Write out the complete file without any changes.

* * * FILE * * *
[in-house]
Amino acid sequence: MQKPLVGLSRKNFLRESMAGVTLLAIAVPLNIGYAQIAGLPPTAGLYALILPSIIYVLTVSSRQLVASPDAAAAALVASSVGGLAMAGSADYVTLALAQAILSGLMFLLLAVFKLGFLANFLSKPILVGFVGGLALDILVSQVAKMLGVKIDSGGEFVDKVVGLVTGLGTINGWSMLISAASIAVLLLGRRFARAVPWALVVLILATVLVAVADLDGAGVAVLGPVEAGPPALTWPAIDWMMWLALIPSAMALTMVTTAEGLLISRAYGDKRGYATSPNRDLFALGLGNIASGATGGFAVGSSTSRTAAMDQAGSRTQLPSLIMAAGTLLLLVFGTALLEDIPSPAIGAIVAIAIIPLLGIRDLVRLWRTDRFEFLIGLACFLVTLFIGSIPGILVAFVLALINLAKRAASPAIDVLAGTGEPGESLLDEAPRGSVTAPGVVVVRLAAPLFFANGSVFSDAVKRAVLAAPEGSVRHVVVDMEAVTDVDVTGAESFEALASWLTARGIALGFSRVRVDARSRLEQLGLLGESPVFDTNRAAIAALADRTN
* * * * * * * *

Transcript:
[in-house]
Amino acid sequence: MQKPLVGLSRKNFLRESMAGVTLLAIAVPLNIGYAQIAGLPPTAGLYALILPSIIYVLTVSSRQLVASPDAAAAALVASSVGGLAMAGSADYVTLALAQAILSGLMFLLLAVFKLGFLANFLSKPILVGFVGGLALDILVSQVAKMLGVKIDSGGEFVDKVVGLVTGLGTINGWSMLISAASIAVLLLGRRFARAVPWALVVLILATVLVAVADLDGAGVAVLGPVEAGPPALTWPAIDWMMWLALIPSAMALTMVTTAEGLLISRAYGDKRGYATSPNRDLFALGLGNIASGATGGFAVGSSTSRTAAMDQAGSRTQLPSLIMAAGTLLLLVFGTALLEDIPSPAIGAIVAIAIIPLLGIRDLVRLWRTDRFEFLIGLACFLVTLFIGSIPGILVAFVLALINLAKRAASPAIDVLAGTGEPGESLLDEAPRGSVTAPGVVVVRLAAPLFFANGSVFSDAVKRAVLAAPEGSVRHVVVDMEAVTDVDVTGAESFEALASWLTARGIALGFSRVRVDARSRLEQLGLLGESPVFDTNRAAIAALADRTN